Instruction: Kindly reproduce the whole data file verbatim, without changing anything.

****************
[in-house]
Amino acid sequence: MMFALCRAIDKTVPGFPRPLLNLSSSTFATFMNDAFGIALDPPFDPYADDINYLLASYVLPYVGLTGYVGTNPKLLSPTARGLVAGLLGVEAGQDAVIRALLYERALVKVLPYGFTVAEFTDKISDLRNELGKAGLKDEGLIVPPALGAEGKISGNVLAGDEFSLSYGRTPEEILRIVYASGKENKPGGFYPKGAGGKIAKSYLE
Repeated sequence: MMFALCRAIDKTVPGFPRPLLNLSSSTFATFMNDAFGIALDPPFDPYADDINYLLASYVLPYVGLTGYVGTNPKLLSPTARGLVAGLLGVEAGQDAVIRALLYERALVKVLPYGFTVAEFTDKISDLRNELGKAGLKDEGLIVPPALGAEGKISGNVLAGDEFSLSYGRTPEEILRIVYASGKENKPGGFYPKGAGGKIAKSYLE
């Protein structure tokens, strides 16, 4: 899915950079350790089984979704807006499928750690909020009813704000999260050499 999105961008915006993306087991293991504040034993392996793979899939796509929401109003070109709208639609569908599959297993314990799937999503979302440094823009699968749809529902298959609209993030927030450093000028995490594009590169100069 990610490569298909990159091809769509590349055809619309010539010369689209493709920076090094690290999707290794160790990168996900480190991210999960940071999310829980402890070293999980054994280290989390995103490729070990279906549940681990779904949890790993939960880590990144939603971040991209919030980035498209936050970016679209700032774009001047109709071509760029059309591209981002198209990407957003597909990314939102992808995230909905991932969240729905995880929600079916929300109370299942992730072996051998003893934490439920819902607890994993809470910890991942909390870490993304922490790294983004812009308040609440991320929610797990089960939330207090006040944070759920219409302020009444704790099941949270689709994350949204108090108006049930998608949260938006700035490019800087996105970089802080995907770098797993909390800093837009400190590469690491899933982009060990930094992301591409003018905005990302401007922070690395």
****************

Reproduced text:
[in-house]
Amino acid sequence: MMFALCRAIDKTVPGFPRPLLNLSSSTFATFMNDAFGIALDPPFDPYADDINYLLASYVLPYVGLTGYVGTNPKLLSPTARGLVAGLLGVEAGQDAVIRALLYERALVKVLPYGFTVAEFTDKISDLRNELGKAGLKDEGLIVPPALGAEGKISGNVLAGDEFSLSYGRTPEEILRIVYASGKENKPGGFYPKGAGGKIAKSYLE
Repeated sequence: MMFALCRAIDKTVPGFPRPLLNLSSSTFATFMNDAFGIALDPPFDPYADDINYLLASYVLPYVGLTGYVGTNPKLLSPTARGLVAGLLGVEAGQDAVIRALLYERALVKVLPYGFTVAEFTDKISDLRNELGKAGLKDEGLIVPPALGAEGKISGNVLAGDEFSLSYGRTPEEILRIVYASGKENKPGGFYPKGAGGKIAKSYLE
């Protein structure tokens, strides 16, 4: 899915950079350790089984979704807006499928750690909020009813704000999260050499 999105961008915006993306087991293991504040034993392996793979899939796509929401109003070109709208639609569908599959297993314990799937999503979302440094823009699968749809529902298959609209993030927030450093000028995490594009590169100069 990610490569298909990159091809769509590349055809619309010539010369689209493709920076090094690290999707290794160790990168996900480190991210999960940071999310829980402890070293999980054994280290989390995103490729070990279906549940681990779904949890790993939960880590990144939603971040991209919030980035498209936050970016679209700032774009001047109709071509760029059309591209981002198209990407957003597909990314939102992808995230909905991932969240729905995880929600079916929300109370299942992730072996051998003893934490439920819902607890994993809470910890991942909390870490993304922490790294983004812009308040609440991320929610797990089960939330207090006040944070759920219409302020009444704790099941949270689709994350949204108090108006049930998608949260938006700035490019800087996105970089802080995907770098797993909390800093837009400190590469690491899933982009060990930094992301591409003018905005990302401007922070690395």